One of the first custom products Jacob designed at Pantechnicon was the brew paddle for La Marzocco, to replace the stock plastic paddle that comes with most machines. There are a lot of factors that contribute to making this one of the most challenging things made here, including an irregular shape, multiple materials and methods of joining them together, and apparently the buffing wheel can grab them and fling them across the room, something I’ve never seen, but I believe him.
As a person who isn't super familiar with manufacturing (unless we're talking about manufacturing dinner) I wanted to follow the making of a component from start to finish. The construction is like a chef’s knife: scales of either wood or hardened acrylic on either side of a stainless steel spine, attached with pins and glue.
We order stainless steel bars (less like bricks; more like slats) and use a horizontal band saw to chop them all down to a standard size, or blank.
Those blanks are then locked into a jig to keep them stable
and are run through one of the CNC milling machines (aka one of the robots).
The CNC has been programmed to cut out the basic shape of the spine, trim any sharp edges off, and finally etch the Pantechnicon logo into the side.
The scales, or the outer parts of the brew paddle, are made from either a hardened acrylic material or from one of the US grown hardwoods we source. First the wood is milled and then cut down into standardized blocks.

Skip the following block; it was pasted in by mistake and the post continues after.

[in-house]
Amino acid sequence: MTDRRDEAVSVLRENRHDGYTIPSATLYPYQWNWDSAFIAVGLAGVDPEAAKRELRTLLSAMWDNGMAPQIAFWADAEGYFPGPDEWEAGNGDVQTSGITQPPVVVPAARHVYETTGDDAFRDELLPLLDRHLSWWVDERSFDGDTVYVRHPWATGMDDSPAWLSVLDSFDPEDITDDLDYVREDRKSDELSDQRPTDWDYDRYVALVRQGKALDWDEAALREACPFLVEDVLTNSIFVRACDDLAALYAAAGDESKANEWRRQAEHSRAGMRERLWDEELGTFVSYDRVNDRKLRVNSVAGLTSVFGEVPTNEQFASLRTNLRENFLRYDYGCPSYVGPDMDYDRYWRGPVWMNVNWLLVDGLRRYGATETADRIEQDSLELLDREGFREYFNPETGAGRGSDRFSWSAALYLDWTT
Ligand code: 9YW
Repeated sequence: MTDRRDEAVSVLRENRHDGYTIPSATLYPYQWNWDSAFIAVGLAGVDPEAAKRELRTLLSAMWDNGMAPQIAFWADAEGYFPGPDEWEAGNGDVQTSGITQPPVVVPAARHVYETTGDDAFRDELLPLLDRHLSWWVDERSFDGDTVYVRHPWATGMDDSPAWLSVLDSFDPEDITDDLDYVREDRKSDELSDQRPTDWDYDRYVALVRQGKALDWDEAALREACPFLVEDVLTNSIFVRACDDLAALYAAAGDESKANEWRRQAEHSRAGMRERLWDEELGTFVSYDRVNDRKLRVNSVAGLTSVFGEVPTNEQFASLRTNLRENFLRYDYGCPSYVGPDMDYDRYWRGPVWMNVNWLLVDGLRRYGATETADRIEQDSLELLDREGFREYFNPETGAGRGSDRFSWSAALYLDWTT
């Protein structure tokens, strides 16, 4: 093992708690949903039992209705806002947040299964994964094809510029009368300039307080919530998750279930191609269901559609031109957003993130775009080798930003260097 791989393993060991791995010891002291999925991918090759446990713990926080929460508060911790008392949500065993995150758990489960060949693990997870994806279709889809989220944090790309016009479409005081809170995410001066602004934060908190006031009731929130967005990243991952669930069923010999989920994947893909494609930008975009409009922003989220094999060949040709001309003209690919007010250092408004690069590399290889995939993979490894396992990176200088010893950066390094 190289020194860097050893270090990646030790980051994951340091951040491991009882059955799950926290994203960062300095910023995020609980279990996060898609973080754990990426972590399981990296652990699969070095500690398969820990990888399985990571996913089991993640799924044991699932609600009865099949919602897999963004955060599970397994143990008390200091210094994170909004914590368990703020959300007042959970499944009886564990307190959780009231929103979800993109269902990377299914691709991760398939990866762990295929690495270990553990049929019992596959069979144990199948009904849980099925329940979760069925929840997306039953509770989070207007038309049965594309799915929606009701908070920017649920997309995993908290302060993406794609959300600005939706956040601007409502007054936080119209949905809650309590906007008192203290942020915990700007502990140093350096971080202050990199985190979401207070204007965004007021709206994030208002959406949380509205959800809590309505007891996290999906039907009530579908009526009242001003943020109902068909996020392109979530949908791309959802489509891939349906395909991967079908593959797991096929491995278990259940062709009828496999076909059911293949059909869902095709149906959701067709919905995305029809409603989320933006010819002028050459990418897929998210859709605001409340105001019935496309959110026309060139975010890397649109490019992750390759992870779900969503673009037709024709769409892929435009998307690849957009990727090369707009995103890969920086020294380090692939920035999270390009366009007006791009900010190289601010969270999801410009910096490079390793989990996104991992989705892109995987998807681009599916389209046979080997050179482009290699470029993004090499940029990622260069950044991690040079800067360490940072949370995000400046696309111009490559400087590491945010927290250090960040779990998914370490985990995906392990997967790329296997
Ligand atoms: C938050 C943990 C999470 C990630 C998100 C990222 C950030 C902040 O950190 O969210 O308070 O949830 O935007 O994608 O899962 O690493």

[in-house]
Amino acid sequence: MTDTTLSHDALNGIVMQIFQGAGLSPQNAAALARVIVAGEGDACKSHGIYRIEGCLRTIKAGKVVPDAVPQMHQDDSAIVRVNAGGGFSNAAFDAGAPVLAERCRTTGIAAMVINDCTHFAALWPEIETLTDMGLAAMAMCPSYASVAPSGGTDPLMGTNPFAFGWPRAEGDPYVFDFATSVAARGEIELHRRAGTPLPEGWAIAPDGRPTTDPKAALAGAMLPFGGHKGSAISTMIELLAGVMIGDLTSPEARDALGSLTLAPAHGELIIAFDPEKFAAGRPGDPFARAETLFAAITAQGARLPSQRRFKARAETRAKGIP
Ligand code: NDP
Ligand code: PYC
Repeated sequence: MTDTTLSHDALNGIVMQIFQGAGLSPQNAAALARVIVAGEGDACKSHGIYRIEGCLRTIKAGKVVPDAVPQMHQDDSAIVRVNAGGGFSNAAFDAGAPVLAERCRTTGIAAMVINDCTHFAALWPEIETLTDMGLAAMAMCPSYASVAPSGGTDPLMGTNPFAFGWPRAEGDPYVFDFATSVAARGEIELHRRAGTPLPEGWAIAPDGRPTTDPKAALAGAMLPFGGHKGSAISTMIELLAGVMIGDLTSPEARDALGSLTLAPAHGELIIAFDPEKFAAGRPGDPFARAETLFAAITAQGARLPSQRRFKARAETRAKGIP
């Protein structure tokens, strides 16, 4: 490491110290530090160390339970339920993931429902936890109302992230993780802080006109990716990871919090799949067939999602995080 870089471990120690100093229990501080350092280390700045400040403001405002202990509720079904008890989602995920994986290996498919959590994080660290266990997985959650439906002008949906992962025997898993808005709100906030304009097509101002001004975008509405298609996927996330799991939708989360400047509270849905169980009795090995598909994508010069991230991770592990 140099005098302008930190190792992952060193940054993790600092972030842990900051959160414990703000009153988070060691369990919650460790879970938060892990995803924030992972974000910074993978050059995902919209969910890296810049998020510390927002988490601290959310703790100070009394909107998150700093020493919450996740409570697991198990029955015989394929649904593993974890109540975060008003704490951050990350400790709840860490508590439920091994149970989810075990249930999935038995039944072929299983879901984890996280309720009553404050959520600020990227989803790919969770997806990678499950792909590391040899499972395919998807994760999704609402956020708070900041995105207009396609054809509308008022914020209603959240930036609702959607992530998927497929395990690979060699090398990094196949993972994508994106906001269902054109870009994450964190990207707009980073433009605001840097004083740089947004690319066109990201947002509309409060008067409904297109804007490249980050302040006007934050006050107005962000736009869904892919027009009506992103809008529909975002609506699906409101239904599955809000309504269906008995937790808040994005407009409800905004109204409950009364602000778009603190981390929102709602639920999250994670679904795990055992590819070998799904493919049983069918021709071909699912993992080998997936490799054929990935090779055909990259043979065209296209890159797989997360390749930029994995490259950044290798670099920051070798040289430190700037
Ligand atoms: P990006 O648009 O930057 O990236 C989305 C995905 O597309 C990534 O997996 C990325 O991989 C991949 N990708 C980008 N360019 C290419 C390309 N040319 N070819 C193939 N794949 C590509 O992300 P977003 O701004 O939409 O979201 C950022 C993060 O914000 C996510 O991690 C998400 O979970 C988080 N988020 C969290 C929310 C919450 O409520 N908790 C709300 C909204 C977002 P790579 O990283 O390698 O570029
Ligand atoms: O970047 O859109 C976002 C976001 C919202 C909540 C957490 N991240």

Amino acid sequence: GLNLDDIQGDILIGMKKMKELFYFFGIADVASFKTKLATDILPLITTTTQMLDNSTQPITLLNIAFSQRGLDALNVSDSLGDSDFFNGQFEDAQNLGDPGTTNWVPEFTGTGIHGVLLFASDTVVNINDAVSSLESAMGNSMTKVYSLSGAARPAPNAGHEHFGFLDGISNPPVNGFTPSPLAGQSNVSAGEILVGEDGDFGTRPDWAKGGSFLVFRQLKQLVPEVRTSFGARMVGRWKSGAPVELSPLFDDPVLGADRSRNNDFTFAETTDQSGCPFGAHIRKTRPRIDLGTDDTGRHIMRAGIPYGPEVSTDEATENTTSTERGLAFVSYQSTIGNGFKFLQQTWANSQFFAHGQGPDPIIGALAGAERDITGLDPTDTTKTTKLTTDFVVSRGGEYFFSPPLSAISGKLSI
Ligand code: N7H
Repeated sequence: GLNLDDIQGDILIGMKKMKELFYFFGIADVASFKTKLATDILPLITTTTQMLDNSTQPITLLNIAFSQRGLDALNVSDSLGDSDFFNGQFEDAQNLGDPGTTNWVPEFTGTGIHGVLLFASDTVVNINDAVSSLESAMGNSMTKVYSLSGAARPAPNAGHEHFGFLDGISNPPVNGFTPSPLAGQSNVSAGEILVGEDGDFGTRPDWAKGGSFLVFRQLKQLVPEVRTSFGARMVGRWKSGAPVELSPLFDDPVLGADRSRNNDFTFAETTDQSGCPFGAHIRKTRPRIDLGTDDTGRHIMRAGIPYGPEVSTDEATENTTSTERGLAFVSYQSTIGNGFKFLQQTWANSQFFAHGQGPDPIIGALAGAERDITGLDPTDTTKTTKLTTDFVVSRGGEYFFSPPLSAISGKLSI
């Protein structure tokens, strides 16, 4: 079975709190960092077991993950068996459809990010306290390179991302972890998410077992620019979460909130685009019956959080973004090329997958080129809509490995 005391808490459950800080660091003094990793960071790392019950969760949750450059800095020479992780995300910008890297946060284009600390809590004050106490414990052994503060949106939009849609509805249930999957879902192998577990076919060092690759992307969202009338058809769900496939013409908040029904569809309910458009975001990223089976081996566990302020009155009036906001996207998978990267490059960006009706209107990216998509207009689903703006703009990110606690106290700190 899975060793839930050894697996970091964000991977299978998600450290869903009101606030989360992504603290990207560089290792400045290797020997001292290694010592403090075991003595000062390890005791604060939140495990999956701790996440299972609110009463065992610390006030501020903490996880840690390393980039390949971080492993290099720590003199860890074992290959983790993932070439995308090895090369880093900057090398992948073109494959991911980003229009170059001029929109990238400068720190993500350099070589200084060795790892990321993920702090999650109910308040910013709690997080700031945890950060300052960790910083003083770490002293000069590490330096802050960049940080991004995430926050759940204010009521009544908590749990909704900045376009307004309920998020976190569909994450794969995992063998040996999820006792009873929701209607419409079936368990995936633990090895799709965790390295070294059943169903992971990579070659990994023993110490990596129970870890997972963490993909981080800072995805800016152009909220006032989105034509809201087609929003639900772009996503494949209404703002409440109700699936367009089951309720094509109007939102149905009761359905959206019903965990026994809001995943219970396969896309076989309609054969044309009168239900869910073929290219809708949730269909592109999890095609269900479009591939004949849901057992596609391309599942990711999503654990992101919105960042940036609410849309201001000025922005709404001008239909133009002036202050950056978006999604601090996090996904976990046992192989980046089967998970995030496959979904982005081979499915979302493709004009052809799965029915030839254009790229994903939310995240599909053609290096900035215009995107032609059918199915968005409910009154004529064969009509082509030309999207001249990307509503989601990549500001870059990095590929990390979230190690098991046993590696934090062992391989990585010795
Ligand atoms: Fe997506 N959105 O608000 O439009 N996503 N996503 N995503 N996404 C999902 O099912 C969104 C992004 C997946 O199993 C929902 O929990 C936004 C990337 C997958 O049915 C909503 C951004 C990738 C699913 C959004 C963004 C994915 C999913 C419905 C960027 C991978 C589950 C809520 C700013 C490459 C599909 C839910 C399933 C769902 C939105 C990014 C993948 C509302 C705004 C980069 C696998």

We treat the blocks to make them more dimensionally stable (preventing them from responding to heat and humidity), and then they are ready to be cut into scales by one of the CNC machines.
The blocks are locked into place and after a few minutes, two scales emerge, ready for the next step. Each block yields 4 pairs of scales (and a lot of wood chips).
The scales are then attached to the spines with pins and glue, clamped, and allowed to set.
After the glue has dried, the excess adhesive that has squished out is sanded off by hand, and the pocket on the bottom of the panel is machined out.
Then each brew paddle is sanded again, starting with 220 and ending at 600 grit.
After sanding, each paddle is treated with a naturally derived finish- a food safe mix of oil and wax.
Then each paddle is hand buffed to a satiny smooth finish, ready to be installed on a La Marzocco and pull delicious espresso, day after day.
Thanks for reading! I'll be following more of the custom parts we make at Pantechnicon soon.